The problem with such memes, regardless of your position on an issue, is that a false dichotomy is being set up. It’s as if the authors and sharers of those and other memes like them imagine that a human being can care about only one thing at a time, and if you are opposed to issue a, then that means you don’t care about issue b. If you dislike abortion then you don’t care about refugee kids, or if you worry about terrorist attacks on Israel, you don’t care when a Palestinian toddler is murdered by a Jewish terrorist. As if somehow the one crime undoes the other, or balances the scales in some way. It’s as if loving my wife means I have to hate my mother and there’s no other possibility.
Just to let everyone know, you can be bothered by Planned Parenthood’s rather cavalier treatment of fetus parts and also think the killing of a beloved lion named Cecil was reprehensible. You can oppose abortion and also oppose the death penalty and on top of that still care about the homeless and refugees. You can think that anti-Semitism and Palestinian attacks on Israel are evil, and also condemn the murder of a Palestinian toddler in an arson fire set by a Jewish terrorist. I can be outraged and bothered by several things at the same time. Can’t you? My ability to recognize and condemn evil is not limited to who or what the evil is committed by. I can see that something is bad even if it was done by someone who I might have otherwise counted as an ally, and I think I can recognize good done by those who I might otherwise believe to be an enemy. Just because I’m a Dodger fan doesn’t mean I automatically believe the runner was safe or that the umpire is blind. I can see as well as a Yankee fan that my team’s player really was out, even if I very desperately wished he wasn’t.
Likewise, I can be bothered that a person has been mistreated by certain police officers and condemn those officers responsible—and at the same time not imagine that all police officers are evil. After all, if you think all members of a group bear guilt for a crime committed by one member of that group then you know what? You’re just a bigot. You’re also stupid and irrational and imagine that blocks of people somehow bear responsibility for the crimes that any member or members of their particular group are guilty of. Blaming all black people for the crimes of one black person, blaming all Palestinians for the crimes of a terrorist, blaming all Muslims for what ISIS does, blaming all Jews or the entire nation of Israel for what one Jewish terrorist, or a radical group of Jewish terrorist did, blaming all police officers for what one did, is bigotry. And it’s stupid. And betrays an incredible inability to think clearly. Groups of human beings are not responsible for the crimes of individual human beings. We arrest individual criminals, we don’t condemn entire classes or races to the gulag. We find the guilty person, we don’t pick someone and say, “he’s the same color, so he’s probably guilty of something, so I’ll hate him and hang him just because I need to see some punishment because I’m so angry at what happened.”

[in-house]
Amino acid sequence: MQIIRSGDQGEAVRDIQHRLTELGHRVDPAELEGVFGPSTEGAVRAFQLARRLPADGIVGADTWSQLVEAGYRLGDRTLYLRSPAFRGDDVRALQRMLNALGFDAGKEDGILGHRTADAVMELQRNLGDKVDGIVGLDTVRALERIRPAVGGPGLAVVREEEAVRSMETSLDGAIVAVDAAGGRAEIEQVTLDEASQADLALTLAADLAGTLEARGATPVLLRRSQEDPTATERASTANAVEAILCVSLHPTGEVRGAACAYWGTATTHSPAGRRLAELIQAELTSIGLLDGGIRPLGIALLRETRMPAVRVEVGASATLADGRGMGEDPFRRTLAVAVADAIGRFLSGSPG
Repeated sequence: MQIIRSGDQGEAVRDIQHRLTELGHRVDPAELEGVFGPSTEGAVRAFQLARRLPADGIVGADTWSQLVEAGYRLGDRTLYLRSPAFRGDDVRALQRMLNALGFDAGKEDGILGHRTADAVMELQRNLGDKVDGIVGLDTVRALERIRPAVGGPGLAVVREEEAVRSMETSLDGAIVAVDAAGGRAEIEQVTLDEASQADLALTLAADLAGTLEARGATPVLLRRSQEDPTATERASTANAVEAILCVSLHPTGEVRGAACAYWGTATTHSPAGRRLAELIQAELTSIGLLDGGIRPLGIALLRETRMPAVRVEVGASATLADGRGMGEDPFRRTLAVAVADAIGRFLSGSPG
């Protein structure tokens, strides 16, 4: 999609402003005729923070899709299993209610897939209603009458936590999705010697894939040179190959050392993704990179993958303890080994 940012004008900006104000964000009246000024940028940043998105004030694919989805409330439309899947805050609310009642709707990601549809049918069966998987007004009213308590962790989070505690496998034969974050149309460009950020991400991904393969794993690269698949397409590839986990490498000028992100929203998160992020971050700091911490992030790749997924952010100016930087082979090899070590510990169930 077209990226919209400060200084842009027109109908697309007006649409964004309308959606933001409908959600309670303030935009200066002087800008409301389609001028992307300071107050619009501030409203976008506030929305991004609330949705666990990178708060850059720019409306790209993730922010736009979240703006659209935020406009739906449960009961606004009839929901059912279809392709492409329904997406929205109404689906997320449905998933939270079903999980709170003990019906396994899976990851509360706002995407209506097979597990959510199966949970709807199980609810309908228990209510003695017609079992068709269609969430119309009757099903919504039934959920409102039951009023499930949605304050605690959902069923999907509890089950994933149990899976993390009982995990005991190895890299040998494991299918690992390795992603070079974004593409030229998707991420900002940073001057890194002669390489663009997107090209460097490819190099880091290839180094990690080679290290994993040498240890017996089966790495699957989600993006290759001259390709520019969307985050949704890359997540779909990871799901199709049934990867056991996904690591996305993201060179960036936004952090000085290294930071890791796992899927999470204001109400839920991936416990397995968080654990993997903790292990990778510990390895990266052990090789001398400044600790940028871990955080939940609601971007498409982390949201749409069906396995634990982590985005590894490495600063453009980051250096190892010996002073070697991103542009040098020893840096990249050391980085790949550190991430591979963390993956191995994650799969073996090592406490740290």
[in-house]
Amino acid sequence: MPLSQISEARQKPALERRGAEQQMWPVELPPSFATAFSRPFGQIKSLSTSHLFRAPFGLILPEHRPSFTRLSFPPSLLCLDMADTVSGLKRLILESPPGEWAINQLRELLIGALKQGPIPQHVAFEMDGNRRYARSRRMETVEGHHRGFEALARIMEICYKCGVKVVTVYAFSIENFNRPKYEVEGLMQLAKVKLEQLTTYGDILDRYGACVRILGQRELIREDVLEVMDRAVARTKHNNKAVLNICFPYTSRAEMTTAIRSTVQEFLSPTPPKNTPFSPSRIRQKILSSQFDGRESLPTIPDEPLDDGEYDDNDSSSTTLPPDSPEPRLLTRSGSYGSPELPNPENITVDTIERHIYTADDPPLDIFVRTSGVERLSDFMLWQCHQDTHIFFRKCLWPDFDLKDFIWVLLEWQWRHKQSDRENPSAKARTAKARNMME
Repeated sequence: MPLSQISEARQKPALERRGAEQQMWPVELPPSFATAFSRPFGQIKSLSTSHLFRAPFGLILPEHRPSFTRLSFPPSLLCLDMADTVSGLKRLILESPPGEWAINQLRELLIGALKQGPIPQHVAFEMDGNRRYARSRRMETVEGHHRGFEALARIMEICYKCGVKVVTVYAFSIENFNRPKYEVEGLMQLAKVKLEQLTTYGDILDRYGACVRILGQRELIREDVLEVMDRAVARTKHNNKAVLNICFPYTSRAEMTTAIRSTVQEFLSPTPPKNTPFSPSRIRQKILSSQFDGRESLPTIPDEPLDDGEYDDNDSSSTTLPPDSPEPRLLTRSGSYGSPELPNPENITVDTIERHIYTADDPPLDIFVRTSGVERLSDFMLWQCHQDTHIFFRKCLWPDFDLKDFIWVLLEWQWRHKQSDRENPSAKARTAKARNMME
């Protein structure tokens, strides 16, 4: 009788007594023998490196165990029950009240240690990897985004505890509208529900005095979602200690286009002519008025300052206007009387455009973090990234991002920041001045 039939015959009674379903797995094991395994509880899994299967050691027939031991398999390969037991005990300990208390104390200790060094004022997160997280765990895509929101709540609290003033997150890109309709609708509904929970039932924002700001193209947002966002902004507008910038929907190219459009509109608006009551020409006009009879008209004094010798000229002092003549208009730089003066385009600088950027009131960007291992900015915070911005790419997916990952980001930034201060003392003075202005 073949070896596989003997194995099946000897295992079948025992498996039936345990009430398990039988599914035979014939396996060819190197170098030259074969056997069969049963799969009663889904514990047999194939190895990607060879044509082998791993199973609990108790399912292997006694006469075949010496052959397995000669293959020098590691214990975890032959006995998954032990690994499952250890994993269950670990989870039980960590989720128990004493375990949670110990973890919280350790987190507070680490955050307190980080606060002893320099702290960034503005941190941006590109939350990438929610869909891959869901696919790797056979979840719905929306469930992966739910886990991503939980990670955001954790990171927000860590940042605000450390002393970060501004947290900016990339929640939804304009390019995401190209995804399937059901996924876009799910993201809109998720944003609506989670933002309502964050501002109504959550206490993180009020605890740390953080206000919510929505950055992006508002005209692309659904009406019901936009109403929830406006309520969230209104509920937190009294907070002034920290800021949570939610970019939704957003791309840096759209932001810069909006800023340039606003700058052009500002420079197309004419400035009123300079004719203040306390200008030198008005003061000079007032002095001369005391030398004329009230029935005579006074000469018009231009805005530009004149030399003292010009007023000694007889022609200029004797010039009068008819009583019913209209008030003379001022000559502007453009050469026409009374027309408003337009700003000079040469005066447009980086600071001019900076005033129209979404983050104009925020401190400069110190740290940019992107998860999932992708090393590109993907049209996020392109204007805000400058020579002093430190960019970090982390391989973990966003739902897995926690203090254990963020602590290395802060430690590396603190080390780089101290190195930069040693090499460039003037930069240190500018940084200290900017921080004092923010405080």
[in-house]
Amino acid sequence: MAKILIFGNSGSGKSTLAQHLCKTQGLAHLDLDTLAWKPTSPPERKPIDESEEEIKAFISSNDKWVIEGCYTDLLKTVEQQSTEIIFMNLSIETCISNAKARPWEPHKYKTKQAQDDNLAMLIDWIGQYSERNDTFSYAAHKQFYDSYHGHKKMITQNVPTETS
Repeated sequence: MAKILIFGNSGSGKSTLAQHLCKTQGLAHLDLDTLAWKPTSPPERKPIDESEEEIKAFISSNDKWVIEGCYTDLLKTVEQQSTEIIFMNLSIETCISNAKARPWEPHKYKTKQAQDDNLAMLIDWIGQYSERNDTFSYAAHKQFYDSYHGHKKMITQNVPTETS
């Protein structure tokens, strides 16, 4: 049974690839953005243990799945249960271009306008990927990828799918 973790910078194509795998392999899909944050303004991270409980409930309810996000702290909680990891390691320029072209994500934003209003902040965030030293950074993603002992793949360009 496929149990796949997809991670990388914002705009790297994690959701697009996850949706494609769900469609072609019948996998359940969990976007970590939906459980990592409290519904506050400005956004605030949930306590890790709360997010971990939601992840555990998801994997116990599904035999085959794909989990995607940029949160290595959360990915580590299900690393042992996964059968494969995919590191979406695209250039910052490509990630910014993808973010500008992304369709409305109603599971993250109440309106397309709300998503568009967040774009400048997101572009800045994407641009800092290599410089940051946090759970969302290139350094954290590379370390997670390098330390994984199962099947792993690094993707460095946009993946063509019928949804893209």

If you’re a college student who thinks, “well, I don’t care to read stuff written by dead white men, what could they possibly have to say to me, since I’m neither dead nor white,” then you’re a bigot, since last I checked the fact of them being human probably trumps anything else you might care to say about them, since most likely you’re human and that’s the most important, the most essential thing about you. If you say, “I don’t care to listen to what he says, since he’s a Democrat,” or “since he’s a Republican” or “she’s a woman” or “he’s a Muslim” or “he’s an Israeli” then you’re a bigot. Blame those who actually commit the crimes. Finding the truth and finding those who are actually guilty is what matters most. Don’t blame the group that a bad person happens to be a part of. Not all lawyers are evil, most likely. Even though bigotry and being quick to condemn is the default state of being a human being, try to resist that impulse.
I happen to be a white American male of German descent. Does that mean I'm a Nazi then just because my ancestors came from Germany in the 1840s? If I’m a white American do I share responsibility for the slavery that certain white southerners were guilty of almost a hundred years before I was born? Even though my ancestors settled in the North and fought for the Union against slavery?
Do I share the virtue of my long dead ancestors who fought to free the slaves? How? I had nothing to do with their actions, either.
Does my whiteness mean that I’m somehow responsible for the actions of a murderous racist in South Carolina who happens to be white like me, even though I never met him and don’t agree with anything he believed? Does my middle class status mean that I must be and do and think in a certain manner and share the guilt of all who happen to share my economic niche? If I were poor, would I then automatically be virtuous? Or potentially so? If I belonged to an historically oppressed group, then it would be okay to listen to what I have to say. But if I’m a white male then I can’t have anything worthwhile to say, unless I happen to belong to some political group that would somehow scrub the unsavory off me?
That I happen to have been born straight and male, does that mean that I’m automatically an oppressor of those who are not cis-male? Does that mean that a gay transvestite is not allowed to be my friend, or that my humanness is not more important than the accident of my birthplace, gender, sexual orientation or religious upbringings?
Frankly, if you tell me to “check my privilege” or just ‘stfu” all you’ve done is outed yourself as a bigot and a fascist who judges people by how they happen to look—and as a person who doesn’t tolerate any point of view but his own.